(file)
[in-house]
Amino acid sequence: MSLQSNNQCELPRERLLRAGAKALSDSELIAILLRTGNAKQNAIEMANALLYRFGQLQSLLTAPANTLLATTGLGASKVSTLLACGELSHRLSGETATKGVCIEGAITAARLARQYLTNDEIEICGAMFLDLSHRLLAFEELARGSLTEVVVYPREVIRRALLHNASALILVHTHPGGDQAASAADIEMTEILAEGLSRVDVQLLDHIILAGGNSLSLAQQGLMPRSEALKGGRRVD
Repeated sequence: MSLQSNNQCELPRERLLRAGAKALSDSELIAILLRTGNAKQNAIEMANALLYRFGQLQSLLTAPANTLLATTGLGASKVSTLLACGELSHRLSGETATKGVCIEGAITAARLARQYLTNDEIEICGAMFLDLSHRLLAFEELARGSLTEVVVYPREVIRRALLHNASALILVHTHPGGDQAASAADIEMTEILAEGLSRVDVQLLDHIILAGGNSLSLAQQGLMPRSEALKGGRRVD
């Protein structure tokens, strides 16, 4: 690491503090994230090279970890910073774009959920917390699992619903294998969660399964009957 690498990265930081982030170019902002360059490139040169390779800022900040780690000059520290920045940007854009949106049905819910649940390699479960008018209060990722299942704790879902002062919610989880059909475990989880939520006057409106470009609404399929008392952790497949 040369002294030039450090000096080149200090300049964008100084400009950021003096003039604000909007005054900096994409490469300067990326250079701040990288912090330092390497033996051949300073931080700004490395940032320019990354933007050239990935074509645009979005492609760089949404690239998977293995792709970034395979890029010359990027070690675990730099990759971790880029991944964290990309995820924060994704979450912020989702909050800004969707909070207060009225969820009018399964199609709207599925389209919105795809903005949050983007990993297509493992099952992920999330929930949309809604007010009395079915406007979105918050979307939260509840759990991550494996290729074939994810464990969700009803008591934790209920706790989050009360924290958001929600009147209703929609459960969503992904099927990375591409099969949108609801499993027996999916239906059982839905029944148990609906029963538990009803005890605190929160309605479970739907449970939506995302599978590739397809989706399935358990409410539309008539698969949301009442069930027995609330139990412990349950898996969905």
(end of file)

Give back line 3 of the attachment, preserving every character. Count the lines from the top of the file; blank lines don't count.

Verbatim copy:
Repeated sequence: MSLQSNNQCELPRERLLRAGAKALSDSELIAILLRTGNAKQNAIEMANALLYRFGQLQSLLTAPANTLLATTGLGASKVSTLLACGELSHRLSGETATKGVCIEGAITAARLARQYLTNDEIEICGAMFLDLSHRLLAFEELARGSLTEVVVYPREVIRRALLHNASALILVHTHPGGDQAASAADIEMTEILAEGLSRVDVQLLDHIILAGGNSLSLAQQGLMPRSEALKGGRRVD